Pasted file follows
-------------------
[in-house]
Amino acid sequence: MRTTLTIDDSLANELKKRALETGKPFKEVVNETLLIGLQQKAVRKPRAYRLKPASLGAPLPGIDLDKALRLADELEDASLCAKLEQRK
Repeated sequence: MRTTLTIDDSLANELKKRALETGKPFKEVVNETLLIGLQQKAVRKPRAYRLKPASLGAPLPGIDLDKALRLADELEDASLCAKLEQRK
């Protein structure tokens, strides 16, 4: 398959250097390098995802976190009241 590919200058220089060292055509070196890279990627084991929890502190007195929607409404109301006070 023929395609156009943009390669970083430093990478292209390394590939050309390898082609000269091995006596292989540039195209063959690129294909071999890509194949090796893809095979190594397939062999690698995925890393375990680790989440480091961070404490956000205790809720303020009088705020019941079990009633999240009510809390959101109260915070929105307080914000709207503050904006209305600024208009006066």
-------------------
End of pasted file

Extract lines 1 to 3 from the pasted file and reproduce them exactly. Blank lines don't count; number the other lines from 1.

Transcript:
[in-house]
Amino acid sequence: MRTTLTIDDSLANELKKRALETGKPFKEVVNETLLIGLQQKAVRKPRAYRLKPASLGAPLPGIDLDKALRLADELEDASLCAKLEQRK
Repeated sequence: MRTTLTIDDSLANELKKRALETGKPFKEVVNETLLIGLQQKAVRKPRAYRLKPASLGAPLPGIDLDKALRLADELEDASLCAKLEQRK